December 19, 2003
A growing sense of concern in Congress and among the public about a proposed FAA rule governing charity fundraising flights and sightseeing flights is increasing pressure on the agency to accept an AOPA suggestion and meet face-to-face with affected pilots.
Representatives Darrell Issa (R-Calif.) and Ginny Brown-Waite (R-Fla.) have each written to FAA Administrator Marion Blakey, urging the agency to hold public meetings so it can better understand the impact of the proposal.
AOPA told the agency more than a month ago that it needed to talk directly to pilots about a notice of proposed rulemaking (NPRM) that would more than double the flight hours a pilot would be required to have before being eligible to help with charity fundraising flights and would, by the FAA's own estimation, drive hundreds of small sightseeing operations out of the business.
Issa echoed AOPA's concerns, writing, "I am a licensed general aviation pilot. Limiting pilots to four charity events a year will certainly reduce the pool of available pilots to help in charity and fundraising flights and will be damaging to small aviation businesses. In total, this NPRM could potentially affect every general aviation pilot and professional, who participate in charitable sightseeing events and tours under FAR Part 91."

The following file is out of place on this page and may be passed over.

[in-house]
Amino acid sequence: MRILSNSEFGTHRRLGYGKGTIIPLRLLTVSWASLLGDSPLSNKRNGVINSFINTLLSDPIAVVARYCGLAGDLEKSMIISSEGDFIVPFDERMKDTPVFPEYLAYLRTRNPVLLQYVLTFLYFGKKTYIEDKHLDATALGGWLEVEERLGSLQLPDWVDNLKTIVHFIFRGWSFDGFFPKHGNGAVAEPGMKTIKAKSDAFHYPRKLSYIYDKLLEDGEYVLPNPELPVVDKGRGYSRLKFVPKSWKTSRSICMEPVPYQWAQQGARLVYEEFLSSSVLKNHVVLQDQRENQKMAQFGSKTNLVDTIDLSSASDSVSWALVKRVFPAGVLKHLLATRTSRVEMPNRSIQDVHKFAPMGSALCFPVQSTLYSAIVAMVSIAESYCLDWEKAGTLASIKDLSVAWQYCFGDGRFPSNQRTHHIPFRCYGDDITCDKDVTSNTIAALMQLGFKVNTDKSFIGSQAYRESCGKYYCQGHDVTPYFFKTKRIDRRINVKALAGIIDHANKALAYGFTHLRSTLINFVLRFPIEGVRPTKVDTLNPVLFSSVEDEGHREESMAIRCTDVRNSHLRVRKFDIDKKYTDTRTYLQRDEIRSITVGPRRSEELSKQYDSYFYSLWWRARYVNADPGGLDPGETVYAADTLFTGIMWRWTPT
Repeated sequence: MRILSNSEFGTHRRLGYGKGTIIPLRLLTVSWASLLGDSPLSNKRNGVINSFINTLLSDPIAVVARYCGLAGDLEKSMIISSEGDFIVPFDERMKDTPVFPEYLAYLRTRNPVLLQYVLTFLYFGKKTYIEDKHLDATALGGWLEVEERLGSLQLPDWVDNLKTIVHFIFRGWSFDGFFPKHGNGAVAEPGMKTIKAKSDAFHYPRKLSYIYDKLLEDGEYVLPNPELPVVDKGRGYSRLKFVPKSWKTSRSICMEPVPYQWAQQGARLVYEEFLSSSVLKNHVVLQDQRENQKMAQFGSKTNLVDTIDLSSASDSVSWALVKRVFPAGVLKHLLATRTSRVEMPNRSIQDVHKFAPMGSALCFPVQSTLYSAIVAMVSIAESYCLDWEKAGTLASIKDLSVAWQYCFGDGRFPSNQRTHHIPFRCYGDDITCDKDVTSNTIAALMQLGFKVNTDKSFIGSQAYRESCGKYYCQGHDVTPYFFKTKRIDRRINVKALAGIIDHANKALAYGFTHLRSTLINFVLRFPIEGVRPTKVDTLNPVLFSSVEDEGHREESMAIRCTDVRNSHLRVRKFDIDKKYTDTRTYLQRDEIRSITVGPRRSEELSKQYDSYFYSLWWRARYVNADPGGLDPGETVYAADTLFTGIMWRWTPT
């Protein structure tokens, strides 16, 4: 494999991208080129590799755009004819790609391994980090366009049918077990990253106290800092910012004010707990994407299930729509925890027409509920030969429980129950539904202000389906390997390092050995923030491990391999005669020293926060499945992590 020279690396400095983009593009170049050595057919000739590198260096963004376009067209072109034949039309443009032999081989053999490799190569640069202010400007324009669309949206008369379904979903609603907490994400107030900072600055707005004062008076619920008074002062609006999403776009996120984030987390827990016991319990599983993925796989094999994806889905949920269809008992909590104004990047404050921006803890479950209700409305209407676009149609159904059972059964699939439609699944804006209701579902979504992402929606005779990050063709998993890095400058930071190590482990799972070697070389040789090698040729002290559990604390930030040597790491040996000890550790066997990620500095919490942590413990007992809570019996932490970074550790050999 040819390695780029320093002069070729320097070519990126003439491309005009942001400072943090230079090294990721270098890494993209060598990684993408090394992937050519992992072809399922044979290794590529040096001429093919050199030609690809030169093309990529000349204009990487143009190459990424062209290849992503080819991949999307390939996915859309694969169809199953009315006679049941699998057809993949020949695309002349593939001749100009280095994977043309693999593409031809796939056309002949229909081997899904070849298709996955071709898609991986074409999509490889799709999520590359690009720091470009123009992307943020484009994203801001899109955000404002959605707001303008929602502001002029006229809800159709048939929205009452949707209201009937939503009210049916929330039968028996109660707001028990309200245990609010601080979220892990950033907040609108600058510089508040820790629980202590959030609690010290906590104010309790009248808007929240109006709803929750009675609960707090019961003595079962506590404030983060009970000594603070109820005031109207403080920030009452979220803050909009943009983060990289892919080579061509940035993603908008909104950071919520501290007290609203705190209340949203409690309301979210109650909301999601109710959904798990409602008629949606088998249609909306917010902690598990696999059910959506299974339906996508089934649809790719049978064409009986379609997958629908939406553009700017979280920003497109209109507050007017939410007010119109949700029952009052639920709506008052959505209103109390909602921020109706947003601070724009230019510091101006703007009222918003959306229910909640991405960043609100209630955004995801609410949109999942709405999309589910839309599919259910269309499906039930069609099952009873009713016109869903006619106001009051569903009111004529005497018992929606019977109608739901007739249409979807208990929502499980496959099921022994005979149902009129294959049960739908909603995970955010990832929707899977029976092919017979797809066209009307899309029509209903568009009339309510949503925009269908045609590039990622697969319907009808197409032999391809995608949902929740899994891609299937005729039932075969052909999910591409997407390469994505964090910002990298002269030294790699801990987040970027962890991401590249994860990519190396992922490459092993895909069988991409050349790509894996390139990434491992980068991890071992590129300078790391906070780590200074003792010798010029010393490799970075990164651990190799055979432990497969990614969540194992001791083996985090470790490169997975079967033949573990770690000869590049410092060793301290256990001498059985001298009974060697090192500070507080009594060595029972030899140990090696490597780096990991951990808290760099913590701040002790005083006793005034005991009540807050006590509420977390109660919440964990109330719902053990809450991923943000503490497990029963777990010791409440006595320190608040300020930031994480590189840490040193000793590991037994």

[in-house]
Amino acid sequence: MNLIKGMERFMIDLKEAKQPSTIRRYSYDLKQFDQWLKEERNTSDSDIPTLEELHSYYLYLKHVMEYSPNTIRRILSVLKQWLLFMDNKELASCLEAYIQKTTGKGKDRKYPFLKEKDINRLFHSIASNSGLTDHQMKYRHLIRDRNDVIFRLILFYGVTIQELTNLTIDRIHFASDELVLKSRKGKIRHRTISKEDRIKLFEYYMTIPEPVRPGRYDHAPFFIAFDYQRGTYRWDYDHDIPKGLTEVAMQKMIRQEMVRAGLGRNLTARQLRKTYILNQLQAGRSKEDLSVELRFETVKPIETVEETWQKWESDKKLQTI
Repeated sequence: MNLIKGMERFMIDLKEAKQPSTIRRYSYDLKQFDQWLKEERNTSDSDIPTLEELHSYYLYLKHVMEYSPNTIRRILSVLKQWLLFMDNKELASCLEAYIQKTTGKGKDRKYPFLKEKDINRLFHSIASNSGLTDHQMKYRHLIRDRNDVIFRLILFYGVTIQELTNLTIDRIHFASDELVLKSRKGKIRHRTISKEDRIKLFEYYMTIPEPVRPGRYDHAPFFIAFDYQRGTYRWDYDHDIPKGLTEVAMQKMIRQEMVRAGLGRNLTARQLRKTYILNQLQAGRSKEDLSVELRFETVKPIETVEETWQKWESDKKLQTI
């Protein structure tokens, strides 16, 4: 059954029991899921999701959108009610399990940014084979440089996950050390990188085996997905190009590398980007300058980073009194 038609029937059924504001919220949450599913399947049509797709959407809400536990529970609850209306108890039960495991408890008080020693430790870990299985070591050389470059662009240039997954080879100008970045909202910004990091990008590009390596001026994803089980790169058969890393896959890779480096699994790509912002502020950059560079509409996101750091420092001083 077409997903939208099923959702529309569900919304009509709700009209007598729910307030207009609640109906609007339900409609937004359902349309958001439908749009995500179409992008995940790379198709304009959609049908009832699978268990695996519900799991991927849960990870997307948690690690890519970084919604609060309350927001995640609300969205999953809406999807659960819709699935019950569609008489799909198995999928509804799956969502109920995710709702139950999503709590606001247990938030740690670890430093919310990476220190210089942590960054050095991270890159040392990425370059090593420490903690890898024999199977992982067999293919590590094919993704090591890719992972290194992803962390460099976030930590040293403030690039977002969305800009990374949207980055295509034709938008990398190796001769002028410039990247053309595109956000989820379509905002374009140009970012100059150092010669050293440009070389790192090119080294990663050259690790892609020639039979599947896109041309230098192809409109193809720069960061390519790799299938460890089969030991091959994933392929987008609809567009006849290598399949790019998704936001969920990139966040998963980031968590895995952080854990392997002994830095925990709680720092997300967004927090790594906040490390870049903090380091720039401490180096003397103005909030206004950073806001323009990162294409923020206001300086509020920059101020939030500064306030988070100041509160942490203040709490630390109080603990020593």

In her letter, Rep. Brown-Waite, who represents a state with the second-largest pilot population in the United States, added, "I am concerned that the FAA has failed to consider the true impact of this proposal on the general aviation community."
"The FAA is also getting an earful from the public," said AOPA Senior Vice President of Government and Technical Affairs Andy Cebula. "The agency has received more than 300 formal comments from individuals, and there's still a month left to go in the comment period. Officials need to reevaluate this rule, and they need to hear from pilots to do that effectively."
In his letter, Issa concurred. "It is important that the FAA evaluate this policy change by hearing directly from the general aviation community in a public forum," he wrote. "A series of public meetings will be an excellent mechanism to assist the FAA in its full analysis of its effect on aviators."
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